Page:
Between its art style, text and controls, The story of Lair Land feels like a game taken back from a time capsule in the late 2000s. That makes sense, since it’s a remake of a game that was originally released in 2007. It’s weird. strange in a way reminiscent of watching historical cartoons. Unfortunately, like watching old anime or playing classic games, this PC port has the same kind of problems associated with interacting with old vehicles. These range from audio problems (people sound muffled) to more emotional text and narration collisions. Things that later rarely raise an eyebrow are simply not worth standing up to today.
The setting The story of Lair Land very simple. You play as Herod, a Baron who rescues a mysterious girl with amnesia named Chilia. She doesn’t remember anything, so it’s your duty to teach her how to be a productive and useful member of society. The story doesn’t really say that explicitly, but you do get a time limit of four years in the game. You can ask Chilia to study, work and help in rebuilding the city (which was destroyed during the war). These will boost various parameters, such as her charisma or humanity. Each turn, you can do things like conduct research or go out, as well as set Chilia’s schedule for the week. In other words, it’s an “advanced game” in the classic mold.
Each season, you have a goal that you must achieve. These goals tend to focus on a specific stat, but it can also be the number of cities you repair. It’s pretty straightforward to meet them as long as the game doesn’t throw you any unexpected story scenes. I pushed Chilia pretty hard and she never got sick or died. But when she’s so tired that she can’t walk to raise her stress, that’s when I waste a little time helping her get back to normal.
‘Stress’ in this game refers to motivation or energy, and it is wasei eigo that can be confusing for first time players and should have been localized to something more natural to English speakers. It took me a while to realize the meaning of the game. The higher the tension, the better. I thought stress meant stress, and kept it low until Chilia continued to skip work. There are other minor glitches in the localization, such as typos and other inconsistencies. Formatting oddities also persist, like problems with text indentation, but these pale in comparison to the larger story.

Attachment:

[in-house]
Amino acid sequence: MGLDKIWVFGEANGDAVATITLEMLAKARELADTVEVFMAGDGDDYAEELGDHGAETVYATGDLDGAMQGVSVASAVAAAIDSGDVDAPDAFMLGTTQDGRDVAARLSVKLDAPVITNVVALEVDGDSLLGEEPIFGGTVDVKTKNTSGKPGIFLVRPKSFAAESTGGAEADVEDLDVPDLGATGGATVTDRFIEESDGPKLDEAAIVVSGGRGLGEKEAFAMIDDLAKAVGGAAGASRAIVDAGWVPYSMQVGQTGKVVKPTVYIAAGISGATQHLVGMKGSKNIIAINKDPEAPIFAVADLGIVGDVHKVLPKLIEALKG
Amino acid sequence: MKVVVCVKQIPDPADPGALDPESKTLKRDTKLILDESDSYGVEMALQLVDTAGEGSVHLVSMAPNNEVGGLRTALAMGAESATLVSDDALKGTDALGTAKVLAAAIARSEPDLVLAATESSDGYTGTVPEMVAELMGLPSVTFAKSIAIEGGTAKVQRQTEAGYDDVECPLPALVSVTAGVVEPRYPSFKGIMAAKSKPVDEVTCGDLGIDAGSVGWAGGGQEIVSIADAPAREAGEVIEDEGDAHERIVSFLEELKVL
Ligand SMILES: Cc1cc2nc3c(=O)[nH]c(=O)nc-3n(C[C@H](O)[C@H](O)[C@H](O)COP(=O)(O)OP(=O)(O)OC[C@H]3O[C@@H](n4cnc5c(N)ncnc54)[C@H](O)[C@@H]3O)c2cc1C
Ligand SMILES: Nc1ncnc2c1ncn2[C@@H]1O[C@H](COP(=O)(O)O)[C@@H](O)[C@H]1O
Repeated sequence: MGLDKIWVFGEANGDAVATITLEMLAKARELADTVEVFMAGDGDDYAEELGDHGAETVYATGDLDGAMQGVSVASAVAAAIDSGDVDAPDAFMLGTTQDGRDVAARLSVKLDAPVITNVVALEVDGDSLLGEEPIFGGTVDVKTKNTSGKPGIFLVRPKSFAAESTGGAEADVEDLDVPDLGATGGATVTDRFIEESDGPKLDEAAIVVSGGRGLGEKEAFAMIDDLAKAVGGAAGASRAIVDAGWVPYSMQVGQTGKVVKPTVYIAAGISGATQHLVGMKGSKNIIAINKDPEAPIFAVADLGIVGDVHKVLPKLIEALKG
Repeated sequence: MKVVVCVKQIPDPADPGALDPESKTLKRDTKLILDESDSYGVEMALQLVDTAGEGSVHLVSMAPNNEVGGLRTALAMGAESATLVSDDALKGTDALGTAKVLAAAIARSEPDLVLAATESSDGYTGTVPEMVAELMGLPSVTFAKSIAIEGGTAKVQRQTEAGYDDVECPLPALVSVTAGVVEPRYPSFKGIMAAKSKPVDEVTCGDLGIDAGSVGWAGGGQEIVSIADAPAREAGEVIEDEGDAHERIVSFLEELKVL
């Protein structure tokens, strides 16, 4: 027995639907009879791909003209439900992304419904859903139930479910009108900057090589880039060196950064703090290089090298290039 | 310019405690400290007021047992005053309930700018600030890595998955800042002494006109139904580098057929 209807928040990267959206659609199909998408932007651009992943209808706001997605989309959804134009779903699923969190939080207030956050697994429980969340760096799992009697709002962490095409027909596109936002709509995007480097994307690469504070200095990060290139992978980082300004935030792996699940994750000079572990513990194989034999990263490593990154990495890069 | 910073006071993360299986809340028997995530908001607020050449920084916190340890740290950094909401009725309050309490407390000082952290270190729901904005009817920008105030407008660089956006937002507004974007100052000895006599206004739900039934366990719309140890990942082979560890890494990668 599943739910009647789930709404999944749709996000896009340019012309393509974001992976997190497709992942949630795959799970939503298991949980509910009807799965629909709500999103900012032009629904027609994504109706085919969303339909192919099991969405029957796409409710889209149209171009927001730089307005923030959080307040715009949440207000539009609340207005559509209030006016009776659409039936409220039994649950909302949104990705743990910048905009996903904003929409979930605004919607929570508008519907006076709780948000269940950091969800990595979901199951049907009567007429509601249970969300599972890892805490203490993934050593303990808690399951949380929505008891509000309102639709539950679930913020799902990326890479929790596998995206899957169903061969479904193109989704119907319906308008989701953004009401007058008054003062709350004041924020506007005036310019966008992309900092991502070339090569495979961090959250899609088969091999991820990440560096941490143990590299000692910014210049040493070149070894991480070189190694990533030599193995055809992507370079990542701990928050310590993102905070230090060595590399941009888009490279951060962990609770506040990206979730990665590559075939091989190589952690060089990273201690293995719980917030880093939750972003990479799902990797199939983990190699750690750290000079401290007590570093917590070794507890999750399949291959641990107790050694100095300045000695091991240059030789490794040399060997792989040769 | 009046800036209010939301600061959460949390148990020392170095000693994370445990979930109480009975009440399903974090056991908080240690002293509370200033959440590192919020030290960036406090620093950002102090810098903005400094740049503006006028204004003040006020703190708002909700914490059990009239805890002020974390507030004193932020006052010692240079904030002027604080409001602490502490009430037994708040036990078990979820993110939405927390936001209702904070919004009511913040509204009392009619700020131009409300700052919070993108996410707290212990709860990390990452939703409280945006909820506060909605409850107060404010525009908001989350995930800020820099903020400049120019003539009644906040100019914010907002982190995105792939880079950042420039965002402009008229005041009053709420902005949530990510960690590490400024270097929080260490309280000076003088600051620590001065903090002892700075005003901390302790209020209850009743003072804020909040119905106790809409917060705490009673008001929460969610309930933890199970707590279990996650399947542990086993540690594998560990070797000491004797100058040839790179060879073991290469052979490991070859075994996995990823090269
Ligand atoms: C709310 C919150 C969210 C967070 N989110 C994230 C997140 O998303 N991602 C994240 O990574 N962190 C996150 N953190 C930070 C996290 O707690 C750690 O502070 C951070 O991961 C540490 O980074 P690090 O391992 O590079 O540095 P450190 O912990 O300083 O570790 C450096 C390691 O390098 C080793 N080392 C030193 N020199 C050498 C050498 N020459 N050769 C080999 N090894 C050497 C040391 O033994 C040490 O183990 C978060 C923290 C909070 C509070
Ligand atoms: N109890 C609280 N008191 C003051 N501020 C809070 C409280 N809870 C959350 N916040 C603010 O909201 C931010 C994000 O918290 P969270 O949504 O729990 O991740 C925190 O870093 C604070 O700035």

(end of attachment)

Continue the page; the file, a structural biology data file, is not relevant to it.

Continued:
The story of Lair LandIts plot is out of focus. There are about four ongoing stories it wants to weave:
- Chilean Education
- Herod and Chilia’s relationship with their (potential) love preferences
- Chilia’s True Identity
- A plot involving princes, princesses and dukes
It’s a lot! But since the game’s core is an enhanced game rather than a visual novel, the TV series overall didn’t get much attention before returning to Chilia’s everyday stage. In fact, the downsides of the conspiracy or Chilia’s missing memories appear almost like stimulants. In the end, they just distracted me because they wanted to arrange Chilia’s schedule for the day. “Girl, don’t talk to that suspicious dark mage!” I want to say, “Today you must go to be a church deacon!”
I also find that stories are difficult to become emotionally invested in. There were so many legends that it was overwhelming. I also feel like I’ve missed half the story with them suddenly, for lack of a nicer term, spewing nonsense. It’s hard to care about Chilia’s mysterious past, especially when it’s not at the heart of the game. She never talks about it, so it’s also easy to forget. I want to know more about Duma, Grana and Fay – characters that you can meet and interact with. The game gives you the chance to hang out where you can visit various places in town. Depending on what time you go, you may be able to see one of these characters and talk to them.
Unfortunately, you can only go to three places per outing (two during winter). And, disappointingly, there is no notification if the character is there or not. I basically just have a new place to go every outing. Every turn, I will waste one on the castle wall (for Grana) and one on the church (for Fay). More than half the time (about 90%), they won’t even be there. According to one guide, the game takes about ten hours to beat. But it takes more than 400 hours if you are a finisher. Those 400 hours might just be on Russian Roulette hanging out, because if you don’t meet these characters on specific days in specific locations, you’re missing out on the opportunity to continue in their storyline.
(Actually, most of the endings seem to be work-focused. For example, there’s an ending where Chilia becomes a historian. This is also the ending I got in my first level. I can understand because I raised the Intelligence related stats a lot. So boosting different stats or maxing out different jobs will also contribute to those 400 hours.)
While there is a simple and undeniable joy in the simple act of raising the bar and figuring out the best way to schedule Chilia time, The story of Lair Land has not aged gracefully. The combination of enhanced simulation and visual novels works in theory, but not in practice due to the story being so lame and lousy, and the lack of emotional rhythm to keep the player hooked. Individuals have two delicious flavors found in this game, but their combination is less than their sum.